Turning Point USA event brought extremists and politicians together in Phoenix
'AmericaFest' attracted a variety of fringe players along with conservative activists
Far-right extremists, some with white nationalist beliefs, converged and met with politicians from across the country and state at Turning Point USA’s “AmericaFest” just before Christmas in downtown Phoenix for four days.
Turning Point, which is headquartered in Phoenix, is a right-leaning organization that aims to mobilize young conservatives, primarily on college campuses, but the week’s event featured speakers that ranged across the conservative spectrum.
The major draw at the event was Kyle Rittenhouse, the acquitted shooter from Kenosha, Wisconsin who has received an outpouring of support from student conservative groups in the state, some with controversial backgrounds.
However, the event ended up becoming a major way for influencers from more extreme ideologies within the far-right to meet and interact with local and national politicians.
One of those controversial figures was Greyson Arnold, who has used his social media pages to post memes lauding Nazis as the “pure race” and lament the American victory in World War II. He also called Adolf Hitler a “complicated historical figure.”
And in one Instagram post provided to the Arizona Mirror by independent extremism researcher Arizona Right Wing Watch, Arnold posted the logo of Stormfront, the first major hate site on the internet that was founded by Don Black, the former leader of the Alabama Ku Klux Klan. The logo is the Celtic Cross, a common white supremacist symbol, emblazoned with the words “White Pride World Wide.”
“God is on our side because our fight is righteous,” he declared.
Arnold was photographed alongside Arizona GOP Chairwoman Kelli Ward at an event that took place across the street from the TPUSA event put on by the Republicans for National Renewal and co-hosted by a group called the American Populist Union.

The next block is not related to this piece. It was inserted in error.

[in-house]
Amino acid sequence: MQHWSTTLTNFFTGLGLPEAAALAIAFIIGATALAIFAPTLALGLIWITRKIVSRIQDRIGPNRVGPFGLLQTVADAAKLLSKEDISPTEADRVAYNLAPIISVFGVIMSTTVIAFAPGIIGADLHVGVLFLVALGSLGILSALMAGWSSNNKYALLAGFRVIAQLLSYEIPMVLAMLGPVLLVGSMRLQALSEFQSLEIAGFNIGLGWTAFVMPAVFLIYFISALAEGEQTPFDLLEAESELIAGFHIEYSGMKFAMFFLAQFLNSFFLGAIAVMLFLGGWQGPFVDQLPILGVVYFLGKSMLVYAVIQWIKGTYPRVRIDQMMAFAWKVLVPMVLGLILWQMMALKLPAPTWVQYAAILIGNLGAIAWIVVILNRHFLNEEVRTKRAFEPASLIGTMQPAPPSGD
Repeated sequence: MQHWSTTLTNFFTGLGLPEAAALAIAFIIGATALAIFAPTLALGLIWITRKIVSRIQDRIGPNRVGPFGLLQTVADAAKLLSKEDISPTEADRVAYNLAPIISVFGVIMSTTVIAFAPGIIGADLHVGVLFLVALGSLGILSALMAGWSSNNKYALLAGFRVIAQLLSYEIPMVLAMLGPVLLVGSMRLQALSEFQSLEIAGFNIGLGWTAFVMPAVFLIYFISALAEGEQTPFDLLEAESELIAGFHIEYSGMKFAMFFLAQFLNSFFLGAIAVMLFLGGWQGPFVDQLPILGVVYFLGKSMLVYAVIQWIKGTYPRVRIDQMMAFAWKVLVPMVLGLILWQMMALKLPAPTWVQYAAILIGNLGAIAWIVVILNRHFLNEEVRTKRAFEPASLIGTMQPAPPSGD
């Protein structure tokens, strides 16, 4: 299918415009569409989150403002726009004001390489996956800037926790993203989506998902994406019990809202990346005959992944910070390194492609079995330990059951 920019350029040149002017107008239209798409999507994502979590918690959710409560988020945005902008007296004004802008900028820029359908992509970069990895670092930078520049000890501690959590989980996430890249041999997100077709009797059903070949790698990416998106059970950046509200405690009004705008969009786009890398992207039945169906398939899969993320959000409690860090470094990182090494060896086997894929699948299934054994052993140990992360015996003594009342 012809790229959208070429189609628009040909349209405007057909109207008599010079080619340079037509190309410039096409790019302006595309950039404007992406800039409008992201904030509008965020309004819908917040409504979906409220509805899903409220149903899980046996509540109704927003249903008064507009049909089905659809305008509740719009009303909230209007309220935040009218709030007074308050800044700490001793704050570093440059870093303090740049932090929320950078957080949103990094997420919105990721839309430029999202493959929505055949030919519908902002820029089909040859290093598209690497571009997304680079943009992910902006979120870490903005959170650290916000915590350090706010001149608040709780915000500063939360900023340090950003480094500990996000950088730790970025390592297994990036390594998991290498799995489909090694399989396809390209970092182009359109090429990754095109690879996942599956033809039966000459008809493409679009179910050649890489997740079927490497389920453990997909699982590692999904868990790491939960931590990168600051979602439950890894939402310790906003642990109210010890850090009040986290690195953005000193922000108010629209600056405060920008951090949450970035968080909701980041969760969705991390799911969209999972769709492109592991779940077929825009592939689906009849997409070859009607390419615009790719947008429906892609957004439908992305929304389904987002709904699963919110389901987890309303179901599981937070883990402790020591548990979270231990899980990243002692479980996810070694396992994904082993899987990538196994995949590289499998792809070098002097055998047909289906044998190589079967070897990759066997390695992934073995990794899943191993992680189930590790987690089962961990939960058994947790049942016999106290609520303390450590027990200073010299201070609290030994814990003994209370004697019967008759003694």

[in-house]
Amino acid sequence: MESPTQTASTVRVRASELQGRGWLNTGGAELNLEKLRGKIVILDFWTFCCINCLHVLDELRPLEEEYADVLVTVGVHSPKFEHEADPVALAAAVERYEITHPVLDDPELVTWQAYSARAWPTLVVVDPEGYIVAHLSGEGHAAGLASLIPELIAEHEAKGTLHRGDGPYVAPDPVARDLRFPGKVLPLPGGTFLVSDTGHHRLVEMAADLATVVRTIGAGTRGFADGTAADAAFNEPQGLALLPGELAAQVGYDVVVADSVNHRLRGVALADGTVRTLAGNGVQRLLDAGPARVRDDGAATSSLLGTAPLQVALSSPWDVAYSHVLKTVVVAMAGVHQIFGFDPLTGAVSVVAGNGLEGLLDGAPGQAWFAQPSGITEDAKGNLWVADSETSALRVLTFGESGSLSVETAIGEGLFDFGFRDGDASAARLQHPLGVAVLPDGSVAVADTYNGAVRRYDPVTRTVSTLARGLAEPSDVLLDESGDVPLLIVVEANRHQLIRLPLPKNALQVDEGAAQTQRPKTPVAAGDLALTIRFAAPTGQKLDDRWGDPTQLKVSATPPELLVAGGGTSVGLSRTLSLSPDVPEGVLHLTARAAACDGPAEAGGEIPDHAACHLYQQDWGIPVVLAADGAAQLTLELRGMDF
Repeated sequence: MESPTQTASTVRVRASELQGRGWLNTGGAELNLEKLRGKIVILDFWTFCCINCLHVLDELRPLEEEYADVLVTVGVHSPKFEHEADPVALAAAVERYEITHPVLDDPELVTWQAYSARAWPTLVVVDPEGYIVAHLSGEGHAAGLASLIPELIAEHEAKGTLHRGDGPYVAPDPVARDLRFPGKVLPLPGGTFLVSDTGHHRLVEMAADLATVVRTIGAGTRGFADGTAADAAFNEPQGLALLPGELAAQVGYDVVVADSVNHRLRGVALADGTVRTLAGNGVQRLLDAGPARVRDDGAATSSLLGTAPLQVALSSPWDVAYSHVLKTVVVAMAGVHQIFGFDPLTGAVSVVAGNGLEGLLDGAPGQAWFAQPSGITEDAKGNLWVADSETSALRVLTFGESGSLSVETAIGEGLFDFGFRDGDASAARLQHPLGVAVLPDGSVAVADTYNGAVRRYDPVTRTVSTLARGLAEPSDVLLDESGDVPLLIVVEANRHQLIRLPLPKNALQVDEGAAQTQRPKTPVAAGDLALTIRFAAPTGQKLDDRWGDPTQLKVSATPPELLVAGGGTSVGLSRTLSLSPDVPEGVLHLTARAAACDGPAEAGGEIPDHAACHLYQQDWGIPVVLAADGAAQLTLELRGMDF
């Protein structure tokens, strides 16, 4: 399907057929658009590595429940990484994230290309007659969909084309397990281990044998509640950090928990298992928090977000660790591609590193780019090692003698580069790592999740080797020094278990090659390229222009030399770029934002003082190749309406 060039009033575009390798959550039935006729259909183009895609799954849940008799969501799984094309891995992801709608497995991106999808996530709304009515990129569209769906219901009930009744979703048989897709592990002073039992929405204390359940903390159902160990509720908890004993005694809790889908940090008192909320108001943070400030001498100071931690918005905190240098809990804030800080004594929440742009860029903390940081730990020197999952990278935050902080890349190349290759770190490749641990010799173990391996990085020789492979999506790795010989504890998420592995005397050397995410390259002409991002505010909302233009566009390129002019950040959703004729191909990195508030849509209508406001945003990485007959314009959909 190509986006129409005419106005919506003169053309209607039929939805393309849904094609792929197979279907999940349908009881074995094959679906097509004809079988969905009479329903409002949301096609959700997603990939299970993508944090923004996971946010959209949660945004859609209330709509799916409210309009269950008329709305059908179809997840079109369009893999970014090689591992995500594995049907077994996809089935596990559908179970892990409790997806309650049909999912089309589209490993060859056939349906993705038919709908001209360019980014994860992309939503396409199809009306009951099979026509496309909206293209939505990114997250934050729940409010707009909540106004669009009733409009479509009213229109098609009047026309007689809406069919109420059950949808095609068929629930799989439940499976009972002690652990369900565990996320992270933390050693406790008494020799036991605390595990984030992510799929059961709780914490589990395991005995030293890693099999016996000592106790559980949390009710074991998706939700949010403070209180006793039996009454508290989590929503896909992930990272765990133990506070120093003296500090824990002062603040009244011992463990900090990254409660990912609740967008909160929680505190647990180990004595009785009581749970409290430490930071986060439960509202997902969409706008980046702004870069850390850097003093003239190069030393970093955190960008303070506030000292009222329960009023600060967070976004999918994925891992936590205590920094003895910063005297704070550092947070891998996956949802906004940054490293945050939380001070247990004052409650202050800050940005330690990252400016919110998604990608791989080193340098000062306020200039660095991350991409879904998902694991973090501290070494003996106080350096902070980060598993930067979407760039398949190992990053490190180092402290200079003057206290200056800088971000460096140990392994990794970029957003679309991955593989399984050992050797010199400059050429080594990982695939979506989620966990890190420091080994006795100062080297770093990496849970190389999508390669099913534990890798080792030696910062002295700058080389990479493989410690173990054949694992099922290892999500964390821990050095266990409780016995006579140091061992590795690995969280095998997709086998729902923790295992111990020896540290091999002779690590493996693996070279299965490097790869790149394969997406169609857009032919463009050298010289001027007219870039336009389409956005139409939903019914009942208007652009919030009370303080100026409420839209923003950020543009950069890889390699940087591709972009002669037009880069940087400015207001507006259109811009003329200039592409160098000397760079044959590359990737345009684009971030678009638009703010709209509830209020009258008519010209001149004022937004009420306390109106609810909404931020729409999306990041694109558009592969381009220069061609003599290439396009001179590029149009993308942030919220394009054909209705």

Across the street, Kari Lake, Blake Masters, Kelli Ward, Sen. Wendy Rogers Anthony Kern, Rep. Mark Finchem, and Rep. Paul Gosar joined the event thrown by RNR who’s leadership team has ties to Identity Evropa. Here they are hanging with Proud Boy videographer Tomas Morales. pic.twitter.com/RhHckLv90a
— AZ Right Wing Watch (@az_rww) December 20, 2021
The American Populist Union is a “groyper” group that in Arizona is led in part by an individual who has shared anti-semetic messages that led to the removal of his Twitter account.
“Groypers,” are a subset of the white nationalist community who often troll conservatives who they feel are not extreme enough. Though loosely organized and members of many different groups, groypers are almost all followers of white nationalist Nick Fuentes.
One of the main goals of groypers is to push conservatives in a white nationalist direction and one of their strategies is by presenting their views in a mainstream appearance or within mainstream organizations.
Arnold posted prior to the event that Congressman Paul Gosar, R-Prescott, said he was “interested” in attending an event called “76Fest,” a gathering of groypers that has included TPUSA speakers, despite many of the people associated with it sharing outright antisemetic posts on social media, some from Neo-Nazi accounts.
Gosar’s office declined to comment on this story. Ward did not respond to a request for comment.
Other far-right influencers were present as well and given access, such as Micajah Jackson, who took a plea deal for his role in the riot at the Capitol alongside the Arizona chapter of the Proud Boys.
Jackson was given press credentials by TPUSA, something the organization has done in the past for other local extremist organizations, where he interviewed many attendees.
TPUSA did not respond to multiple requests for comment. TPUSA and groypers have a long history as they have attacked it for not having a truly “America First” agenda that they see as “pro white.” However, the organization has lately been using the phrase and terminology much more often.
The phrase “America First” was used as far back as 1896 by President William McKinley, but it became prominent in isolationist and xenophobic circles in the 1920s when the Ku Kluk Klan adopted the phrase “America First” in the 1920s. It was later promoted by American Nazi sympathizers. And David Duke, the former Grand Wizard of the KKK, would go on to use the term when describing his foreign policy platform as a U.S. Senate candidate.
“America First” has now become the rallying cry for white nationalists.
This report was first published by the Arizona Mirror.